Not that long ago, we recommended the book “Design for How People Learn” by Julie Dirksen. Now we’ve got another book recommendation for you—Connie Malamed’s “Visual Language for Designers: Principles for Creating Graphics that People Understand.”
First, an admission. We’re HUGE Connie Malamed fans. She’s got a great instructional design blog and a second blog for visual design. She’s got a neat instructional design app. She’s pleasant, sociable, and informative in social media circles. And yes, she’s got a really great book, too.
This article is a general overview/review of Malamed’s book. To see the ideas in her book “put into action,” check out this article: 25 Graphic Design Tips for e-Learning.
Which brings us back to the book recommendation.
And feel free to download any of the free guides below while you’re here:
When people talk about information design, the first name to come up is often Edwin Tufte’s.
And that’s for good reason—he’s got a lot of smart things to say on the topic. If you want to learn more about Tufte and his ideas, you can check out his website, go to a conference where he’s presenting (I attended one recently), and read his books to find out more. (A little side-note here: while we do admire Tufte and his work and have learned a lot from him, we think his criticism of PowerPoint is off target or at least overly stated—check out this article by Tom Kuhlmann of the Articulate blog if you’re interested in that.)
But Malamed’s book is especially interesting because, unlike Tufte, she wrote it specifically for people creating visuals for conveying information, and that’s its real strength. Well, that plus her wealth of knowledge, the great images in the book that illustrate her points, and her clear, enjoyable writing style.
Here’s a quick rundown of the chapters and sections within her book. Of course, we recommend you pick up a copy of the book and read it for yourself.
A nice explanation of how humans process visual information. This section is really helpful not only for creating effective learning visuals, but for understanding how people learn, remember, and later apply information in general.
In this chapter, she explains the value of:
Here’s an example of “using features that pop out.” This is taken from our Back Injury Prevention course.
For more examples of organizing for perception, check out our 25 Graphic Design Tips for e-Learning Courses article.
Here she discusses the importance of:
Here’s an example of “using movement or a sense of motion” to direct the learner’s eyes. This is a sample from our Pump Basics course. although the arrows DO create a sense of motion here, it’s worth noting that the course is actually animated and this is just a still image from that course, so there’s even more sense of motion in the real thing.
For more examples of visuals that direct the eyes of the learner, check out our 25 Graphic Design Tips for e-Learning Courses article.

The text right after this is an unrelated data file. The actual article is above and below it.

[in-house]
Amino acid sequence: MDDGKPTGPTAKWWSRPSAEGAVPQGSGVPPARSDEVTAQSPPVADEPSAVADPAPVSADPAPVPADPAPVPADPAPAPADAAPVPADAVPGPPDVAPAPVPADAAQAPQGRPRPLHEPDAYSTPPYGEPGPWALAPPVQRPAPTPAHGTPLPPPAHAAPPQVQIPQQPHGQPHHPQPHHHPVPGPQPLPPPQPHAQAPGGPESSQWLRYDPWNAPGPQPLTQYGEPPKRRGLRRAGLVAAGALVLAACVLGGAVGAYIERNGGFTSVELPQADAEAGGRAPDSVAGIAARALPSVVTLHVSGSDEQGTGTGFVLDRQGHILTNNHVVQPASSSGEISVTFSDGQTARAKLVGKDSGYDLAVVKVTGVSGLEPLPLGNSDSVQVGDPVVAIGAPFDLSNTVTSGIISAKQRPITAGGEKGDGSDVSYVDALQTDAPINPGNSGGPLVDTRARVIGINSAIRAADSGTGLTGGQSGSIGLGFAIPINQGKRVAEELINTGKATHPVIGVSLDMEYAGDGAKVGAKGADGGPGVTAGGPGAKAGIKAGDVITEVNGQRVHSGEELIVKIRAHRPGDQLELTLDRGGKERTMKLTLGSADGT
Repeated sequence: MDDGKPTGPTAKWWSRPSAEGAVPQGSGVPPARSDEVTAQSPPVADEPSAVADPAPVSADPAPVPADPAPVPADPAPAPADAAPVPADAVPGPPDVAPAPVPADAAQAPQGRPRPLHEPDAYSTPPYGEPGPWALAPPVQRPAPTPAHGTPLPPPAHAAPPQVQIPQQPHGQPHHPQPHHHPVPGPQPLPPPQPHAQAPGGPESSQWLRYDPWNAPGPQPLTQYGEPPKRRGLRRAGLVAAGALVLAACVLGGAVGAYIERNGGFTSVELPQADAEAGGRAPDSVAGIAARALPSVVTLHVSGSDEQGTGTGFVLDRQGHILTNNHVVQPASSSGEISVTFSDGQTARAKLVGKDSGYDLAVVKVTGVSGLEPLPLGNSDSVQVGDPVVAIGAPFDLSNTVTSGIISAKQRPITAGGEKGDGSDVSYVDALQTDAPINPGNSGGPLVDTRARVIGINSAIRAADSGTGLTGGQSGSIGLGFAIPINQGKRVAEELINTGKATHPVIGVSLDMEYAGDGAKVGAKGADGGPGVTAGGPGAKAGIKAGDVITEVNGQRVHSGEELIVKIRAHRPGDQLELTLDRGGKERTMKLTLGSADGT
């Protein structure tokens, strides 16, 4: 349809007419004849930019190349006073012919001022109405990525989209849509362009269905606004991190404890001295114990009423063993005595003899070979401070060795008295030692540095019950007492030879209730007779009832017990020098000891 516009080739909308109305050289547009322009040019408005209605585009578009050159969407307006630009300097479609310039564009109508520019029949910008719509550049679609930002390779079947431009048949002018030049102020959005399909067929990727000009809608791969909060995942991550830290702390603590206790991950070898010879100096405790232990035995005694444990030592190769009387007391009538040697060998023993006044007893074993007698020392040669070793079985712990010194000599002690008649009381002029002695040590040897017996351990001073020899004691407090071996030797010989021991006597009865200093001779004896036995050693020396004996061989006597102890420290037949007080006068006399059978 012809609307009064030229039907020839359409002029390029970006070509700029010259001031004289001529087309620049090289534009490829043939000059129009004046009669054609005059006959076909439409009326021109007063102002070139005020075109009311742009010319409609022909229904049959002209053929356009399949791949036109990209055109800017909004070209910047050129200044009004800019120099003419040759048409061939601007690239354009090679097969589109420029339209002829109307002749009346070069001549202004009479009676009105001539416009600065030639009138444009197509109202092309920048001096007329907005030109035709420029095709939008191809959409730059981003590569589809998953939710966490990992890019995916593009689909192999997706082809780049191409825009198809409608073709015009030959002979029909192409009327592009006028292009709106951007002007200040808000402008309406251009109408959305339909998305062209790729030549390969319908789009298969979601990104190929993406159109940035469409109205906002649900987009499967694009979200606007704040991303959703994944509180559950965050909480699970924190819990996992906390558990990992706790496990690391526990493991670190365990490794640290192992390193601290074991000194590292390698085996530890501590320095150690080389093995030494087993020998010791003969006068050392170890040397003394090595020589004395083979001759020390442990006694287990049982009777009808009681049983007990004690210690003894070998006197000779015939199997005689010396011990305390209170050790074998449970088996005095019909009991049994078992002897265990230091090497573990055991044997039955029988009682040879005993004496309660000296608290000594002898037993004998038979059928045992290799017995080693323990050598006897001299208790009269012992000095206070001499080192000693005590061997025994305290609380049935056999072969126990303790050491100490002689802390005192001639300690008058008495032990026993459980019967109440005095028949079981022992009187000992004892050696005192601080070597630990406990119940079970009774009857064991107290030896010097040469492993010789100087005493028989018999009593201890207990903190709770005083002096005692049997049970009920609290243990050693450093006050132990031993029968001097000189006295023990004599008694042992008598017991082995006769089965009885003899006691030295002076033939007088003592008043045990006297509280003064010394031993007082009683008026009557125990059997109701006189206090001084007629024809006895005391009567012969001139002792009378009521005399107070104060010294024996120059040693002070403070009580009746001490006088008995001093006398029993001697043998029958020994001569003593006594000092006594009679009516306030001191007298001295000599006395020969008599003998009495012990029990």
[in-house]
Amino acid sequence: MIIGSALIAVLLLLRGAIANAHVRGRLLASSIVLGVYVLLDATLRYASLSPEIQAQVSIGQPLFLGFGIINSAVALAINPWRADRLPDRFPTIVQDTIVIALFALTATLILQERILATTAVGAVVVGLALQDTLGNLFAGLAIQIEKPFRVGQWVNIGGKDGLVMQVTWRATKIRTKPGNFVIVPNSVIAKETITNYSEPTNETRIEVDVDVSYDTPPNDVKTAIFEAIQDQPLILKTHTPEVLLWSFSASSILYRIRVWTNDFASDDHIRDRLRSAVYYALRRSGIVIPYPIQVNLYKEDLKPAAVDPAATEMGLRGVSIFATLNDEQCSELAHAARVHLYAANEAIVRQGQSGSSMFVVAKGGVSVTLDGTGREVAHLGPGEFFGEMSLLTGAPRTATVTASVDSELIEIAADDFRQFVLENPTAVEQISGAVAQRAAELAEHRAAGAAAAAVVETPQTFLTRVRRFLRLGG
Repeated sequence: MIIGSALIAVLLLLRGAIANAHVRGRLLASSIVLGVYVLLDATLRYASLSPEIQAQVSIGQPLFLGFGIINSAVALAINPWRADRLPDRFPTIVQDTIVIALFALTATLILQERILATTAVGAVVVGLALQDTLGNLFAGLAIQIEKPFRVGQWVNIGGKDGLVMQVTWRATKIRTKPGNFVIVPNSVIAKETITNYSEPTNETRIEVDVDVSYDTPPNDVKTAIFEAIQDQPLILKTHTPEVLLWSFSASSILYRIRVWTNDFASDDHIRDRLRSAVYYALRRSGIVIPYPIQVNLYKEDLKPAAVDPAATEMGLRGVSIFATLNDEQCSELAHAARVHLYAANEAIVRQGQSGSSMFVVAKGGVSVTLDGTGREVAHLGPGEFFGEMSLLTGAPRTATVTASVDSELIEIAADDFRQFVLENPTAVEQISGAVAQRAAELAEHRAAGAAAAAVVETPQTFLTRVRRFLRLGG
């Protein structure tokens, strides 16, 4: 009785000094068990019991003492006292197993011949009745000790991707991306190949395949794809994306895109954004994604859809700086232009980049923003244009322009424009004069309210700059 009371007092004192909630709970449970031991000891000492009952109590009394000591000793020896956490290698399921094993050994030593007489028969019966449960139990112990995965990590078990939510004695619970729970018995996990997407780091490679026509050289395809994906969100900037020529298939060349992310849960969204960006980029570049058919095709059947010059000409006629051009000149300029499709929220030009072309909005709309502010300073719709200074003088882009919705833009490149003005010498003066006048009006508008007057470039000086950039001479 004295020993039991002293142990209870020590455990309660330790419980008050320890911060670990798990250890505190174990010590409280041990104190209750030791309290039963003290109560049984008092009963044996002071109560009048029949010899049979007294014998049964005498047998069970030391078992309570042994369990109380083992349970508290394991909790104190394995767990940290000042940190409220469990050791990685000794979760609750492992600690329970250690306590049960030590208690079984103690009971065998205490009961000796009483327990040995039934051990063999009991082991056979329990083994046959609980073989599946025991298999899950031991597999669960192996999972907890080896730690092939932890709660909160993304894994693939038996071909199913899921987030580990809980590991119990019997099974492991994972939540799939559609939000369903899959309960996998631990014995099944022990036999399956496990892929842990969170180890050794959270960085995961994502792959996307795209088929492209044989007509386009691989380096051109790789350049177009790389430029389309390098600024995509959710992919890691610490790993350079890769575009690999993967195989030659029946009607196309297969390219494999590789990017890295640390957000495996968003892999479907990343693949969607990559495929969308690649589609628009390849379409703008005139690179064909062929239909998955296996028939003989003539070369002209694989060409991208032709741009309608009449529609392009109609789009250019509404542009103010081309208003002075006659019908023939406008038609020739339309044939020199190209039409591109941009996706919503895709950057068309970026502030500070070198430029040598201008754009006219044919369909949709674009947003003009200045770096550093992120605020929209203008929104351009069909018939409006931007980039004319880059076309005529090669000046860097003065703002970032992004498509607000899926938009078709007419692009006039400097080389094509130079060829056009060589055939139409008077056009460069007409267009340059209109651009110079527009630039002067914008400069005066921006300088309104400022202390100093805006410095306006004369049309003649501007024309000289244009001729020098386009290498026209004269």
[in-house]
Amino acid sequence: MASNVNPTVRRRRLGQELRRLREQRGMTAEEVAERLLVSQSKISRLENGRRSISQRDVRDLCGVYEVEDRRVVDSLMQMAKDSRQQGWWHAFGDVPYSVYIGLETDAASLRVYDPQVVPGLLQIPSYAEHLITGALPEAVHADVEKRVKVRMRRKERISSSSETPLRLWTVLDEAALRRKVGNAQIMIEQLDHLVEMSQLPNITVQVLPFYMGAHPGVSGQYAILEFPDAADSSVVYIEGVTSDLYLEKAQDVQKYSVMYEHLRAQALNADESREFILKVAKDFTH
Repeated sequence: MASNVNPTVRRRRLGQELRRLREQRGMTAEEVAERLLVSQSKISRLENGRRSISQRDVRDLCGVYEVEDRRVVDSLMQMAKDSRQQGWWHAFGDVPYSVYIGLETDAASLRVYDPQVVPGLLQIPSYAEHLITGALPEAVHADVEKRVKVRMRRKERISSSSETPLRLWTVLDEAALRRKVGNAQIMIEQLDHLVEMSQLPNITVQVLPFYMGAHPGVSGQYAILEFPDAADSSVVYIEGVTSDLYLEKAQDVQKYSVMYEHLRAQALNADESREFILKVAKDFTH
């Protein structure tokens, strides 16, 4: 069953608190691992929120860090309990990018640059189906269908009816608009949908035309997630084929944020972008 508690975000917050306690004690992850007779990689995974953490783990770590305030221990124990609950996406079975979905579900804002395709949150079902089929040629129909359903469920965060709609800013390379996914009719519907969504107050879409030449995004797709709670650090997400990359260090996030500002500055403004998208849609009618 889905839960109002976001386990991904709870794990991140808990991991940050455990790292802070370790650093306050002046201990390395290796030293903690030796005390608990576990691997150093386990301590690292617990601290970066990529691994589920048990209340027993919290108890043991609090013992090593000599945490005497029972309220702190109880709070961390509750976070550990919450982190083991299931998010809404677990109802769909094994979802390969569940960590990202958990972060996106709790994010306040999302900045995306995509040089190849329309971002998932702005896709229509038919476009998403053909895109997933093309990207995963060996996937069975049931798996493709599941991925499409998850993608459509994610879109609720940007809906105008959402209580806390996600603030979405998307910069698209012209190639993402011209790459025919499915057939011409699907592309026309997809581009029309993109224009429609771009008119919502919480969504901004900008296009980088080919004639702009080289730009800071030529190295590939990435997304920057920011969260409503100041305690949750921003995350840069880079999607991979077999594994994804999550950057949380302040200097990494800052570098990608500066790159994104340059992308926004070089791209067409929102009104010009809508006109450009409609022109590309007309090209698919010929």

This chapter includes discussions of:
Here’s an example of “reducing the number of things in a visual” to reduce realism. This is a sample from our Overhead Crane Basics course.
For more examples of visuals that reduce realism to improve learning, check out our 25 Graphic Design Tips for e-Learning Courses article.
In this chapter, she discusses the importance of:
Here’s an example of creating a big-picture view to make the abstract more concrete. This is a sample from our Kraft Pulping Liquor Chemistry course.
For more examples of visuals that make the abstract more concrete, check out our 25 Graphic Design Tips for e-Learning Courses article.
Here she presents the importance of making the complicated more simple, including:
Here’s an example of using specialized views one couldn’t ordinarily see to clarify complexity (this “interior view” is a great advantage of 3D animations). This is a sample from our Centrifugal Cleaners course.
For more examples of visuals that clarify complexity, check out our 25 Graphic Design Tips for e-Learning Courses article.
Her final chapter presents these techniques for adding more to images:
If you’d like to get a little more savvy about the way you use visuals in your training/learning materials, this book is a really great place to start. It’s a great resource for graphic designers, of course, but also for IDs and trainers who are part of the training-creation process.
Here’s an example of using visual metaphors as a way to “charge up” the learner’s training experience. This is a sample from our Forklift Safety course.
For more examples of visuals that “charge up” the learner’s experience, check out our 25 Graphic Design Tips for e-Learning Courses article.
We hope this post gave you a few useful tips for creating effective training visuals. Or even just gave you some tips to use when evaluating training materials made by others.
As we mentioned earlier, these examples are all drawn from the book Visual Language for Designers by Connie Malamed, our favorite ID blogger. If you’ve got time, do check it out. Also know that she’s get a second, newer book out on training visuals. We haven’t read that yet but have read great reviews.
If you have a particular interest in training visuals, you may also find our Match Your Training Visuals to Your Training Content article interesting. We’ve got a few more, similar articles in the works, so stay tuned.
Of course, we welcome your comments too. Let us know your thoughts or tips in the comments section below.
Last-minute bonus–while writing this blog post, we discovered this YouTube video featuring Malamed discussing visual design for learning.